paper, until the slow burning coal and hard wood kicks in but the activity is slower and longer.
Training at a high level of intensity forces your body to draw on calories from carbs for energy. While working out at a low level of intensity, energy efficiency is not so critical and your body will draw on a higher percentage of fat calories for fuel.
Unfortunately, low-intensity training burns very little fat, which doesn’t overly benefit weight loss as fewer calories are used up overall but it does keep bones and muscles working. High-intensity exercise burns the largest number of calories.
Diet takes the lead when it comes to managing fat and will also allow you to get into a fat-burning zone. Simply put, it is the fast-and-feast protocol, where you manage meal timings to maximise the hormonal benefits of regulating the intake of calories. Typically fasting for 16 hours of the day and eating over eight hours is one way. Alternatively, you can refrain from eating some foods during the 16 hours, such as carbohydrates, to allow lipolysis to kick in while you are operating at a low intensity, during normal activity and sleep, allowing you to burn fat.
Periods of fasting isn’t about skipping the occasional meal but establishing a routine that gets your metabolic hormones into a rhythm. The body doesn’t deal with sudden stress and disruption too well, which is why we suffer when we do something drastic before our body gets trained or accustomed to it. Appetite and fat-burning hormones, leptin and ghrelin like order and regular triggers, which fit in with night and day, light and dark, asleep and awake, and eating and fasting. If this is established, the body regularly detoxes, works to boost the immune system, manages stressful times during the day with ease and encourages fat-burning, which it is designed to thrive on for sustainable energy.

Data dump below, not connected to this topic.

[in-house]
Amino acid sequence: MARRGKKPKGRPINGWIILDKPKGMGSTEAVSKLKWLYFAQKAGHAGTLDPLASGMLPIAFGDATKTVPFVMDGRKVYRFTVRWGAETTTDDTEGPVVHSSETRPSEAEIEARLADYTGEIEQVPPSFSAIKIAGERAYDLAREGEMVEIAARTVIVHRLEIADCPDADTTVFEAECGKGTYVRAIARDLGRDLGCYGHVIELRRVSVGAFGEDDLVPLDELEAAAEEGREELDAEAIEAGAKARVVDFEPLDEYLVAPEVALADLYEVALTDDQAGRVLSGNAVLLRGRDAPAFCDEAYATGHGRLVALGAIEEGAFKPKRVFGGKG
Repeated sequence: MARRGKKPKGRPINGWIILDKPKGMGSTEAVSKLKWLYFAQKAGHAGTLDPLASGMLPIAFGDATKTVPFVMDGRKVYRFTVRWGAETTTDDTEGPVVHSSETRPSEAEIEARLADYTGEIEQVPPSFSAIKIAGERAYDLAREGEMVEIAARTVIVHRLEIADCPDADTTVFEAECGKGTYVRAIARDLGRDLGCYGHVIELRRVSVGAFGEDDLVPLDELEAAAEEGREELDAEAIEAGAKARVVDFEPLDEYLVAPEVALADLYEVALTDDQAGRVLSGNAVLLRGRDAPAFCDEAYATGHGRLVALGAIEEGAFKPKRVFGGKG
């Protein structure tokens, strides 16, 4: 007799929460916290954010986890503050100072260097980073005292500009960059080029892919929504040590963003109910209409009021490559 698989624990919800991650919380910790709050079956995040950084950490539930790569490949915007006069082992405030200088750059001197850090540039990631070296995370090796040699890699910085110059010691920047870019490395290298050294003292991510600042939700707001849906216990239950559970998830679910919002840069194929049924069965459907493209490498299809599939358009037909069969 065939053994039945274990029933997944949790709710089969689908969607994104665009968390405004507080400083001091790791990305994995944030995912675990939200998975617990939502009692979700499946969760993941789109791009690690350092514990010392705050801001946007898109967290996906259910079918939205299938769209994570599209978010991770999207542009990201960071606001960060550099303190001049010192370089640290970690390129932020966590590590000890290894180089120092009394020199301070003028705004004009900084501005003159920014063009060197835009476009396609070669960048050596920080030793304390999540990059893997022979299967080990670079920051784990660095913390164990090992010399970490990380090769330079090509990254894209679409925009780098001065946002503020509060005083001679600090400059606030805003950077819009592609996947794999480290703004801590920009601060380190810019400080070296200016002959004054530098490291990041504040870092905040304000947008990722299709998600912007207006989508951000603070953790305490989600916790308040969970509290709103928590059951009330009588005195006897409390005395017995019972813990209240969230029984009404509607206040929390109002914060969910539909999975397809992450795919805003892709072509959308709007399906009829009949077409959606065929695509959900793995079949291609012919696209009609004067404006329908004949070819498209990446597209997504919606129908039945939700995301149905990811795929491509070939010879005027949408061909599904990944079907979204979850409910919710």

Fasting can mean to refrain from all food, to eat sparingly or avoiding particular food groups such as carbohydrates for a period.
Fasting also sets in motion a hormonal chain of events, releasing a surge of human growth hormone, which is more active at night. It does not thrive on fluctuations in blood sugar and therefore a large carb meal is better timed during the early part of the day. Carb timing impacts many aspects of burning fat and if it is limited in the evening or the last part of the eight-hour eating period, you will tend to eat less.
Depending on your unique situation, the fasting period may need to be less. The aim of eating in the evening is to boost endorphins, which manage serotonin and dopamine, aid a relaxed sleep and fuel the next morning’s energy needs. Taking the first meal around midday to include carbs, a later carb and protein snack at 4pm and the last meal with less carbs at 8pm is a perfect timing. To maximise the benefits of fasting, you shouldn’t graze or consume fast food.
Fasting isn’t about restricting, but creating a longer period between eating to allow for fat to be utilised and with growth hormone, muscle to be preserved. It signals to the body to start functioning, scavenging, cleansing, recycling and restoring. If followed correctly our bodies try desperately to achieve homeostasis and good health.